Blockchain is to be used by the majority of financial institutions within three years, according to research conducted by IBM.
Already proving a hit with some charities, the latest study revealed that commercial blockchain solutions are rapidly being adopted throughout the banking and financial markets.
According to IBM, 15% of banks and 14% of financial market institutions intend to implement commercial blockchain systems next year. Mass adoption will not be far behind that, the tech giant says, as the survey revealed that approximately 65% of banks expect to have blockchain solutions in production in the next three years.
And seven out 10 of organisations that have already adopted blockchain are focusing their blockchain push on four areas: clearing and settlement, wholesale payments, equity and debt issuance, and reference data.
“There are many advantages to being an early adopter of blockchain technology,” said Likhit Wagle, Global Industry General Manager, IBM Banking and Financial Markets. “To start, first movers are setting business standards and creating new models that will be used by future adopters of blockchain technology. We’re also finding that these early adopters are better able to anticipate disruption, fighting off new competitors along the way.”
The organisations that have already adopted blockchain expect it to impact their business in a number of areas. This includes reference data (83%), retail payments (80%) and consumer lending (79%).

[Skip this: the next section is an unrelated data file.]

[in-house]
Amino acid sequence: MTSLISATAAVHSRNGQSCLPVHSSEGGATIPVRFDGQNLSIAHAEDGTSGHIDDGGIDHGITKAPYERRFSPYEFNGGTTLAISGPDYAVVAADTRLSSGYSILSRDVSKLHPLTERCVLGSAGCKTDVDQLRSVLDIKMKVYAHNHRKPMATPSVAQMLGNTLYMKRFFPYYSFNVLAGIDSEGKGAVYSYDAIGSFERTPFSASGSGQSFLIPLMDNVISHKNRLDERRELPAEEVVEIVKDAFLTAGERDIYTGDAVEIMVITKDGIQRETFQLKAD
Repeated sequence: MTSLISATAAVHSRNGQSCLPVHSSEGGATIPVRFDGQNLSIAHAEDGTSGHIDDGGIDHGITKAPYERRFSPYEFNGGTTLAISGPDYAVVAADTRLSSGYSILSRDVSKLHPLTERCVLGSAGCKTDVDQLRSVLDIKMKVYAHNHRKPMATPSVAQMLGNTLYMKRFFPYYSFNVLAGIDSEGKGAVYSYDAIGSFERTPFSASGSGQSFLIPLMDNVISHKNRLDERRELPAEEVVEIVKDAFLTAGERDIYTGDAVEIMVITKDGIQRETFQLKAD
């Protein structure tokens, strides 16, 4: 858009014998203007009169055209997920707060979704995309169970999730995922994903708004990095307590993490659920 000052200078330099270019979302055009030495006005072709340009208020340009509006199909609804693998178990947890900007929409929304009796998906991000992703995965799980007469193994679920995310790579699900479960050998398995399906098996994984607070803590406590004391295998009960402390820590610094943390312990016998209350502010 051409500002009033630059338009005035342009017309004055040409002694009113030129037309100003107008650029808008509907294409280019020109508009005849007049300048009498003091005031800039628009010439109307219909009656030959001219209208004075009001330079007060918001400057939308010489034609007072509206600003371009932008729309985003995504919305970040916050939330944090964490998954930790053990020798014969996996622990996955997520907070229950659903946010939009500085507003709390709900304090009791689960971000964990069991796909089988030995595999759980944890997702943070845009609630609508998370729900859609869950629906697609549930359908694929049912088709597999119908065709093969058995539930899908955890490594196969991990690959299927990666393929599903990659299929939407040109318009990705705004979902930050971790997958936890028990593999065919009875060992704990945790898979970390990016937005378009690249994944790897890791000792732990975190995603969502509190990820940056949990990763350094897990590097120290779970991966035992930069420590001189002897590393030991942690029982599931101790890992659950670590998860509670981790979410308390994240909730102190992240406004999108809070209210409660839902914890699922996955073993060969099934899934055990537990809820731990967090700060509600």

The survey did however identify a number of hurdles that need to be overcome before widespread adoption of the technology takes hold. These include regulatory constraints (56%), immature technology (54%) and lack of clear return on investment (52%).
New mobile platform allows charity donors to securely make online donations via their mobile bill
Half of charities surveyed said they do not have a digital strategy and only 9% said they have been through digital transformation and embedded it
Mobile proximity marketing utilised by Missing People
Big data is levelling the playing field for charities and allowing them to gain similar insights into their customers as international corporations